I think still photos and text of what you are seeing would be more beneficial - harder to catch things going by in video and sound. Not worth the extra effort to keep playing it back and forth to try to see things or hear things - at least that's my opinion ... maybe I'm just dense and slow, but the video gets in the way of the sound and the sound gets in the way of the visual.

    Jerry Peck, Construction / Litigation Consultant
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  10. #10
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    Default Re: Breaker panel inspection.

    Quote Originally Posted by Jim Port View Post
    Aluminum wiring is still safely used and installed today. You will not find it installed, not made, since the 70s in the smaller 15 and 20 amp branch circuits.

    Some of the reasons given are pretty lame IMO. The voice also did not sound very sure of the information being given. Some of it seemed hesitantly given.

    Typically the mast would end at the meter socket, not the panel.

    I did not hear any concern for the mish mosh of breakers.
    Thanks.
    I'm a home inspector, not an electrician. It would obviously be an insult to electricians to even call myself an amateur electrician. That being said, the Standards of Practice don't require me to even remove the panel cover. So, this part of my inspection is above and beyond the Standards. I appreciate helpful comments, but please keep the insults to yourself. I may not be as up to speed on the codes as someone like yourself, but I don't need to be. I learn something every day...always have, always will.
    Thanks again!


  11. #11
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    Default Re: Breaker panel inspection.

    Quote Originally Posted by Matt Neary View Post
    Thanks.
    I'm a home inspector, not an electrician. It would obviously be an insult to electricians to even call myself an amateur electrician. That being said, the Standards of Practice don't require me to even remove the panel cover. So, this part of my inspection is above and beyond the Standards. I appreciate helpful comments, but please keep the insults to yourself. I may not be as up to speed on the codes as someone like yourself, but I don't need to be. I learn something every day...always have, always will.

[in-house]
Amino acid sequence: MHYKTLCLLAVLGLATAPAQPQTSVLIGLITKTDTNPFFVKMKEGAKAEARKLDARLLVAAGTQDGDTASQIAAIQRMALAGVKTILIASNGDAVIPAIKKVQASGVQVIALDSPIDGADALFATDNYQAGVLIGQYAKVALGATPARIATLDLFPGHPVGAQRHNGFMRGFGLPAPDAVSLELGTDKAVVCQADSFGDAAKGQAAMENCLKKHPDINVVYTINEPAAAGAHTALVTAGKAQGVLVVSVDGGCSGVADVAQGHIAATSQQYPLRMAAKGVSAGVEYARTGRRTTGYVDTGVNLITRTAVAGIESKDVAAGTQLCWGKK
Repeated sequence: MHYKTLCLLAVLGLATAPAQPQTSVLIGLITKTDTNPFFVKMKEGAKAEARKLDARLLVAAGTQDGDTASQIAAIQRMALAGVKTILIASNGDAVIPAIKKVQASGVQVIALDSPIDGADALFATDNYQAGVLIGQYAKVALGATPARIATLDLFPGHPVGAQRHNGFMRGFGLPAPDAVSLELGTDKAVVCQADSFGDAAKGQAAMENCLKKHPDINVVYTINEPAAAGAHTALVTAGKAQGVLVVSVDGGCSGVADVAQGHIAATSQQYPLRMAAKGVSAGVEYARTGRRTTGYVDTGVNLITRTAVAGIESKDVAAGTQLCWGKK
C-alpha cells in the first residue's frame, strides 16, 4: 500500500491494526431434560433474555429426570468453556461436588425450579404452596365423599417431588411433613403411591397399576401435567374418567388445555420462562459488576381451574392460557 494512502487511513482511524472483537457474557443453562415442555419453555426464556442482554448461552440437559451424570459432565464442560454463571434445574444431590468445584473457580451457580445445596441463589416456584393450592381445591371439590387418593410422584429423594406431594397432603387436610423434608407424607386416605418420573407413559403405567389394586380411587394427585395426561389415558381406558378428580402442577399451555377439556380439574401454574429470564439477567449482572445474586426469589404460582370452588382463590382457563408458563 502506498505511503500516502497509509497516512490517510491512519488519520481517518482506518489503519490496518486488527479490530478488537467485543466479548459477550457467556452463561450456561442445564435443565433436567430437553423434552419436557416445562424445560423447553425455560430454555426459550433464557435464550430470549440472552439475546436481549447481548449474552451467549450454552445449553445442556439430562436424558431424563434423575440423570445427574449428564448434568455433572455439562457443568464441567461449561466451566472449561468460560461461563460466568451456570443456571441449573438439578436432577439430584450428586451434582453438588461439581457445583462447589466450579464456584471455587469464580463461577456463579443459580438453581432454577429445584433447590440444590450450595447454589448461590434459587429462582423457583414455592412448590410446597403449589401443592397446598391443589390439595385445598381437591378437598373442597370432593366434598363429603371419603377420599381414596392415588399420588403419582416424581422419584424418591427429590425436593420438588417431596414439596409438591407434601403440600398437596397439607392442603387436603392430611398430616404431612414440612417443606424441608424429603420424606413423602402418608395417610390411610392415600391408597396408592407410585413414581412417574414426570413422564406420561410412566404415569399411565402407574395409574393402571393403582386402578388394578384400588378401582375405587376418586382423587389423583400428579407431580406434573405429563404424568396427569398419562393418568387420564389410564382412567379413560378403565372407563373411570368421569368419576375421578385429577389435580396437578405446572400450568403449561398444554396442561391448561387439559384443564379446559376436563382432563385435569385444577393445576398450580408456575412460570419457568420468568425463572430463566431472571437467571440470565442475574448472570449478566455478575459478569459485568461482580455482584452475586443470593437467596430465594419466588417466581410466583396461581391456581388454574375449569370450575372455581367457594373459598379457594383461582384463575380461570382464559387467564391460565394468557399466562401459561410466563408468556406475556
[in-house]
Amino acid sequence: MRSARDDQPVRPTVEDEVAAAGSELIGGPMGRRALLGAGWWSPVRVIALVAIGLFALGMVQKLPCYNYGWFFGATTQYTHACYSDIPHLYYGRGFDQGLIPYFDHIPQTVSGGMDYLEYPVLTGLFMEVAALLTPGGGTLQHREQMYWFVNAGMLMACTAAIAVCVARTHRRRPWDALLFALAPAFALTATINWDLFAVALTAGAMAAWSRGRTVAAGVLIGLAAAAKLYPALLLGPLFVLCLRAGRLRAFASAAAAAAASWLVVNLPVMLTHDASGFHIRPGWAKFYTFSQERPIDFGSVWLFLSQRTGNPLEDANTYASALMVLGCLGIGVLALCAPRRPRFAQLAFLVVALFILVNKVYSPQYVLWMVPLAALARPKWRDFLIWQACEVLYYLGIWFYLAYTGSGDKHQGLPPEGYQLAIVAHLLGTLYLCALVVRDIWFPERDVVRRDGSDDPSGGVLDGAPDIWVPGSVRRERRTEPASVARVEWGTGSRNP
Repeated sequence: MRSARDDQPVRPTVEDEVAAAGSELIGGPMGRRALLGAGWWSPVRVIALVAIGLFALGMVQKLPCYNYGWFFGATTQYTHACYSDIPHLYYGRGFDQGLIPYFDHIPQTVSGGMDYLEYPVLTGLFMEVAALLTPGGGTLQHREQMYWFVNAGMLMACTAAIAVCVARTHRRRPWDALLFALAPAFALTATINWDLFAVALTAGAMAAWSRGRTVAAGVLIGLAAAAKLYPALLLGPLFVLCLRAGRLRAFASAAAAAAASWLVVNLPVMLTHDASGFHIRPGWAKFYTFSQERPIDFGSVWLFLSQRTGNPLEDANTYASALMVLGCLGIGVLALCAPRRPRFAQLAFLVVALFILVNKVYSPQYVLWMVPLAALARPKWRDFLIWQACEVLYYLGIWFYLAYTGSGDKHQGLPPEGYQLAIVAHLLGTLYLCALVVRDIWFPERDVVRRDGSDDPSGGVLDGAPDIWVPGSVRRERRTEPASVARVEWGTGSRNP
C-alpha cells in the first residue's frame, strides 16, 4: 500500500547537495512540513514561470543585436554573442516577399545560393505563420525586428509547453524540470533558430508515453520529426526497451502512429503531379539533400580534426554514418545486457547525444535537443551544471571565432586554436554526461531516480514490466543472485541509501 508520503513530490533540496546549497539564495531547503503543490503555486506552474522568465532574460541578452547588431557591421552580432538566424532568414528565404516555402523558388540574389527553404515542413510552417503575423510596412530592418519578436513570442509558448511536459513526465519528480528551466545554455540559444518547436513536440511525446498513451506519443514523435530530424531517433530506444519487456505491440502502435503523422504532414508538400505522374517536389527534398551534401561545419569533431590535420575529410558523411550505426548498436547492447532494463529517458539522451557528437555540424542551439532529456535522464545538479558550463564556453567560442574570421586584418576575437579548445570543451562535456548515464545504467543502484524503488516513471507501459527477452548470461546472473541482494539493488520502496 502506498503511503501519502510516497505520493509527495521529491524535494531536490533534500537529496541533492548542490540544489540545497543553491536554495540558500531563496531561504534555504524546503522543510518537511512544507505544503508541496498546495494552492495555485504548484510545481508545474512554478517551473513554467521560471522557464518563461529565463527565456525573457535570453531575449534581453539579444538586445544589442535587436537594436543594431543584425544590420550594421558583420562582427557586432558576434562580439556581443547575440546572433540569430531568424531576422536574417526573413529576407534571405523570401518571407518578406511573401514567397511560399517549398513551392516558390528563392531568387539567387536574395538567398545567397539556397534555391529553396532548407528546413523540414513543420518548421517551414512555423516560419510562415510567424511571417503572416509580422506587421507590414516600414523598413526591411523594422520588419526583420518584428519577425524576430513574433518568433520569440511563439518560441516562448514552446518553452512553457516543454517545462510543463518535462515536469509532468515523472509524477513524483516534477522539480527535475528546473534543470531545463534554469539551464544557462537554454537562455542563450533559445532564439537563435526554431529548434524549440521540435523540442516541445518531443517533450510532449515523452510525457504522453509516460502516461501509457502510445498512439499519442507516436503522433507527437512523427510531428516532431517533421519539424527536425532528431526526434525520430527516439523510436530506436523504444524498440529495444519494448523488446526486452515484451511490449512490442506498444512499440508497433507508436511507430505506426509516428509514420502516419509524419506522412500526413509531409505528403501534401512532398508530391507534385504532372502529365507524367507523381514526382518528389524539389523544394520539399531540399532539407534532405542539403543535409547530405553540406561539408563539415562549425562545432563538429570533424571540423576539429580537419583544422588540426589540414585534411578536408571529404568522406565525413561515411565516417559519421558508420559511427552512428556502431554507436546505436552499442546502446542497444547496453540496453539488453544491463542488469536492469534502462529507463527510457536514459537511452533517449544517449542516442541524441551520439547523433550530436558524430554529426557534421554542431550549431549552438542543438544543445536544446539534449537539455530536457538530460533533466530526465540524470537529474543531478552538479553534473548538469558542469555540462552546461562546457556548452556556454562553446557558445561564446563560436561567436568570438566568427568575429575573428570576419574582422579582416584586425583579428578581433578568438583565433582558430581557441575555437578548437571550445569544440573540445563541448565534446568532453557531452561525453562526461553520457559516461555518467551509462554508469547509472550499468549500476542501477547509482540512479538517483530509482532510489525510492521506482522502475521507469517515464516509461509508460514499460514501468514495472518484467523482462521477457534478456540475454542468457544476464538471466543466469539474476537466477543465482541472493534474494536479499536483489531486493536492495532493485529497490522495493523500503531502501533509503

Thanks again!

    Sounded like Jim Port was giving some constructive criticism not intending to insult. He did make the comment "IMO" (his opinion). If your going to put yourself out there on an interent forum you need to have thick skin.


  12. #12
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    Default Re: Breaker panel inspection.

    Matt
    We are a though crowd.
    Ask, Listen, and Learn.
    It may hurt a little, but you will learn more here in a few months than you will on your own in a few years.
    Also it's much better to get criticism from the people here than from unhappy customers or their lawyers.
    Remember, it's only dumb when you don't ask.

    ' correct a wise man and you gain a friend... correct a fool and he'll bloody your nose'.

  13. #13
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    Default Re: Breaker panel inspection.

    Matt, that was not meant as an insult. It was my observation that you did not seem sure of what you were trying to convey to the buyers. In that light, as a buyer, I would question the depth of the inspectors background. Perhaps praticing the narration would help smooth the presentation out.

    As a non HI, I would question why you would add this to your report if it is above your SOP or knowledge level.